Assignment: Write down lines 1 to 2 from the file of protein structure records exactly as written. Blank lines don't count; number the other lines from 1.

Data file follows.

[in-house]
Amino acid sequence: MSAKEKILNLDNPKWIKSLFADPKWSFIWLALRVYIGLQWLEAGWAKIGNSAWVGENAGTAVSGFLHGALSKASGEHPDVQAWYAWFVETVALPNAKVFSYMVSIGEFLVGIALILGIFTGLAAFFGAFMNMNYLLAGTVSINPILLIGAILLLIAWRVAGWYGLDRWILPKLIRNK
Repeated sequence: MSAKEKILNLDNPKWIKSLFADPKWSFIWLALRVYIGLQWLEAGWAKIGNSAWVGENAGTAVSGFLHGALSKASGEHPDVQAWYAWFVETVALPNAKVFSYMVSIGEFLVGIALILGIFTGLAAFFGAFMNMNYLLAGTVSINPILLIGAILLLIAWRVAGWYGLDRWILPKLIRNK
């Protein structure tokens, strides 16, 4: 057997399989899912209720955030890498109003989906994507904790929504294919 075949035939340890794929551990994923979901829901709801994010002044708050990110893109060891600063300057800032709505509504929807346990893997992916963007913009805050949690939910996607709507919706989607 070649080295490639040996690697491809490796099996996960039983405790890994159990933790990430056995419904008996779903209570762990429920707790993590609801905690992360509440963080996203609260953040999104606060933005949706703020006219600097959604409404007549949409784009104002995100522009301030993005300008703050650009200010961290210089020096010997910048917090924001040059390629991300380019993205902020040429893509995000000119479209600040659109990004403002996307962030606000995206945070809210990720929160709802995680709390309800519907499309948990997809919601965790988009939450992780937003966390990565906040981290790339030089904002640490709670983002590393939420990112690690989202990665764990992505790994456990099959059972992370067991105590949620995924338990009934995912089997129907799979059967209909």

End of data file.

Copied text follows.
[in-house]
Amino acid sequence: MSAKEKILNLDNPKWIKSLFADPKWSFIWLALRVYIGLQWLEAGWAKIGNSAWVGENAGTAVSGFLHGALSKASGEHPDVQAWYAWFVETVALPNAKVFSYMVSIGEFLVGIALILGIFTGLAAFFGAFMNMNYLLAGTVSINPILLIGAILLLIAWRVAGWYGLDRWILPKLIRNK